Why you should care
Art Basel has spread out across the globe, but Switzerland is where it was born.
This is an OZY Special Briefing, an extension of the Presidential Daily Brief. The Special Briefing tells you what you need to know about an important issue, individual or story that is making news. Each one serves up an interesting selection of facts, opinions, images and videos in order to catch you up and vault you ahead.
WHAT TO KNOW
What’s happening? Art Basel is the world’s biggest art fair, a multicity operation that has celebrated outposts in Miami and Hong Kong. Its home base, of course, is Switzerland, and the city of Basel has seen its name become synonymous with the art fair since the event kicked off 49 years ago. Last year, the Swiss edition of Art Basel brought in 92,000 visitors. This year, the fair is expected to welcome 290 official exhibitors from June 13-16, along with a universe of satellite exhibits, art-world heavy hitters, cultured gawkers and art buyers.
Why does it matter? This is where the art world’s big money comes out to play. Last year, self-reported figures from galleries put the number of artworks that sold during the event for upwards of $1 million at 21 — with three selling for $14 million or more. Fairs like this turn a small city into a giant superstore of modern and contemporary art, and the number of art fairs since Basel was founded has ballooned, though none has eclipsed Basel in prestige or fancy parties.
HOW TO THINK ABOUT IT
The thrill of the chase. Galleries don’t normally have the adrenaline advantage over auctions, where bidding can reach a fever pitch. But at Basel they do, which may be why 46 percent of gallery sales in 2018 were made at art fairs. This year, Basel is expected to highlight French artist Laure Prouvost (pictured), who’s also representing France at the 2019 Venice Biennale, and the work of Turner Prize nominee Lawrence Abu Hamdan.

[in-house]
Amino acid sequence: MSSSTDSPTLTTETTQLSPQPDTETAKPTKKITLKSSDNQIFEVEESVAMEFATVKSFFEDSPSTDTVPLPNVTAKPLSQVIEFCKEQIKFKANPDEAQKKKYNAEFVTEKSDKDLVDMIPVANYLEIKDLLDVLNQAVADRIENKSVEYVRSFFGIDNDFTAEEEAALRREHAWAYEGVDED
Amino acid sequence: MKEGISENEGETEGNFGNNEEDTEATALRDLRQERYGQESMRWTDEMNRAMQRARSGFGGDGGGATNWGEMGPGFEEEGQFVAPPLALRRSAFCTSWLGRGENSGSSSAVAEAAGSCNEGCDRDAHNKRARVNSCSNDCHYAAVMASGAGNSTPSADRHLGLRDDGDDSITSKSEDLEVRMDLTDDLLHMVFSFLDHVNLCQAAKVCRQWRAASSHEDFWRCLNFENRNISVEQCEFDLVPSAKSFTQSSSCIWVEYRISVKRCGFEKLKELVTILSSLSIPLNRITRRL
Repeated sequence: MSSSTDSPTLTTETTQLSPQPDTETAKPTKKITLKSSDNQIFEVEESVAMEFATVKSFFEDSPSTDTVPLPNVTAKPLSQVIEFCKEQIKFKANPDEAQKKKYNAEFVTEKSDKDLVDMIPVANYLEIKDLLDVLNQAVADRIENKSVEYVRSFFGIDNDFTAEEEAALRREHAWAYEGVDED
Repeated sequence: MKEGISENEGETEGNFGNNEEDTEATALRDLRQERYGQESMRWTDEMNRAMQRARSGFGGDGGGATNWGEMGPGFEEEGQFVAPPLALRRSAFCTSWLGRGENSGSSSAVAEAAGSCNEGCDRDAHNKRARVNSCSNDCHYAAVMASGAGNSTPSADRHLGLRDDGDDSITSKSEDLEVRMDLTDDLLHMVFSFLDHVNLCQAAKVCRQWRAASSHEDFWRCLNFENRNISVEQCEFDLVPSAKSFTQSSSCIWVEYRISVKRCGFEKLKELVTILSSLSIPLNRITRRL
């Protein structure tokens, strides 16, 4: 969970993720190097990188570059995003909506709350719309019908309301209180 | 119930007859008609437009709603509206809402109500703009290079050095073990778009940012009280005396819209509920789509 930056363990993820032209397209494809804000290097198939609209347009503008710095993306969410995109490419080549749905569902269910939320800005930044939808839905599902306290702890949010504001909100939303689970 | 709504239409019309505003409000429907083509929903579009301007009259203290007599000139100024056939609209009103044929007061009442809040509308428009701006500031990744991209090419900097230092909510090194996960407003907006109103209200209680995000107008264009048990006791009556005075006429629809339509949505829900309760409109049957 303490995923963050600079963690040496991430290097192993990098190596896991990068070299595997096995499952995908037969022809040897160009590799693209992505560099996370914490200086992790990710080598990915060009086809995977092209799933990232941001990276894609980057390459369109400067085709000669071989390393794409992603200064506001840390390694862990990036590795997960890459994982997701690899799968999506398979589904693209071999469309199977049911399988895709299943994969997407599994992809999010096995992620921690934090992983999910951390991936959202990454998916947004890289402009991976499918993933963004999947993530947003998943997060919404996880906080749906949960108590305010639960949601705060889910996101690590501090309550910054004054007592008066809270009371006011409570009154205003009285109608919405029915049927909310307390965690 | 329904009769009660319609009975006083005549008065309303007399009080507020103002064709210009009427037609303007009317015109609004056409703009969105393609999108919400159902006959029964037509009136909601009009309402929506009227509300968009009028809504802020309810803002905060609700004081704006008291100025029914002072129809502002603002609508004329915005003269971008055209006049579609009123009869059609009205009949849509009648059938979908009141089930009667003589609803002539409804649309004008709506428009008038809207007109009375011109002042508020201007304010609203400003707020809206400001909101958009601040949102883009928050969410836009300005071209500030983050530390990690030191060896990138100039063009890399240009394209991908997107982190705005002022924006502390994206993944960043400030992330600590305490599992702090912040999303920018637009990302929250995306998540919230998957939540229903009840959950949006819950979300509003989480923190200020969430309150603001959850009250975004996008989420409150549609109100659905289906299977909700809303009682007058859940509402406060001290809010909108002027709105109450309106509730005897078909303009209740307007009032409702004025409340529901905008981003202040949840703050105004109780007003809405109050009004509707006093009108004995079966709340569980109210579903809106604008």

Insta-worthy. One part of the Basel exhibition that’s ripe for social media snappers is “Unlimited,” which features large installations. This year, unsurprisingly, many are political in nature: Rivane Neuenschwander’s Bataille consists of slogans and mottos taken from French protest placards and embroidered onto labels, which visitors can freely remix on a giant pinboard (or take away pinned to their own clothes). There’s also Alicia Framis’ LifeDress, a collection of outfits designed from airbag material meant to make a statement about how women are expected to protect themselves from harassment in daily life.
Outside the gates. Art Basel is enormous, drawing nearly half as many visitors as the town’s 178,000 residents. But it isn’t the only game in town. In fact, the Liste Art Fair — which charges a premium to show artists over the age of 40 in a bid to make sure the younger generation is well-represented — takes place in the same town in the same week. While those who exhibit there won’t be as high-profile as those in Art Basel, it’s a good chance for collectors to see who might be up-and-coming.
WHAT TO READ
The #MeToo Movement Will Headline Art Basel Unlimited This Year, by Eileen Kinsella in Artnet
“Each strip of paper contains the name and profession of an individual accused of misconduct, followed by their apologies (or non-apologies, as the case may be), an up-to-date summary of the allegations they face, their current employment status, and the status of any legal action taken against them.”
How Switzerland Put ‘A’ Stamp on Innovative Design, by Elizabeth Smith on OZY
“For a city that generated much of its wealth from the chemical industry, Basel is also among the world’s most renowned art and culture hubs.”
WHAT TO WATCH
Meet the Artists: Gabriel Chaile
“What I would have liked if I hadn’t been an artist is to be a preacher or an archaeologist.”
Watch on Art Basel on YouTube:
Highlights of Art Basel Hong Kong in 2019
“Now, is this really art? It’s a dinosaur bone taped up. What does it say?”
Watch on South China Morning Post on YouTube:
WHAT TO SAY AT THE WATERCOOLER
Next stop: South America? While there are no official plans to launch another art fair along the lines of Art Basel’s expansion into Miami and Hong Kong, last year it did throw an event in Buenos Aires raising the profiles of local Argentine artists — which could be a game-changer for a city with lots of creativity but not much exposure on the international art scene.